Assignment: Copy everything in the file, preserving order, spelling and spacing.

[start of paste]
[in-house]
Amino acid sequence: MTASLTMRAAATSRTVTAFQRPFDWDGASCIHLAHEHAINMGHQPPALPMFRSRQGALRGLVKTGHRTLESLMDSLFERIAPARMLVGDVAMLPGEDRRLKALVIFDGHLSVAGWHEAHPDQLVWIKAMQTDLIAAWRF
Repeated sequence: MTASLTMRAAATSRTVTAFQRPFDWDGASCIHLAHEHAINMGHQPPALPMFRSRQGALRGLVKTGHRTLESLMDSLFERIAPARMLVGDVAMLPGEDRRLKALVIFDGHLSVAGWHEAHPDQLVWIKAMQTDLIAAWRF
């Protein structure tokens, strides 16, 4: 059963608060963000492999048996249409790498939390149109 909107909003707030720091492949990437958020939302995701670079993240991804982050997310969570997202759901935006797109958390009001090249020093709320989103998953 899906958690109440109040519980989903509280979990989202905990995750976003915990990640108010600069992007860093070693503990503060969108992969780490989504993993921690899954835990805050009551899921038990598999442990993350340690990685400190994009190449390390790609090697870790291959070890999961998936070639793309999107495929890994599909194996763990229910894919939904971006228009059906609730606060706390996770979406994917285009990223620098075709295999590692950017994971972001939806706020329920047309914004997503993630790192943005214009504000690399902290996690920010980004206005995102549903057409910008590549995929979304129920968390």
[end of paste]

[in-house]
Amino acid sequence: MTASLTMRAAATSRTVTAFQRPFDWDGASCIHLAHEHAINMGHQPPALPMFRSRQGALRGLVKTGHRTLESLMDSLFERIAPARMLVGDVAMLPGEDRRLKALVIFDGHLSVAGWHEAHPDQLVWIKAMQTDLIAAWRF
Repeated sequence: MTASLTMRAAATSRTVTAFQRPFDWDGASCIHLAHEHAINMGHQPPALPMFRSRQGALRGLVKTGHRTLESLMDSLFERIAPARMLVGDVAMLPGEDRRLKALVIFDGHLSVAGWHEAHPDQLVWIKAMQTDLIAAWRF
């Protein structure tokens, strides 16, 4: 059963608060963000492999048996249409790498939390149109 909107909003707030720091492949990437958020939302995701670079993240991804982050997310969570997202759901935006797109958390009001090249020093709320989103998953 899906958690109440109040519980989903509280979990989202905990995750976003915990990640108010600069992007860093070693503990503060969108992969780490989504993993921690899954835990805050009551899921038990598999442990993350340690990685400190994009190449390390790609090697870790291959070890999961998936070639793309999107495929890994599909194996763990229910894919939904971006228009059906609730606060706390996770979406994917285009990223620098075709295999590692950017994971972001939806706020329920047309914004997503993630790192943005214009504000690399902290996690920010980004206005995102549903057409910008590549995929979304129920968390």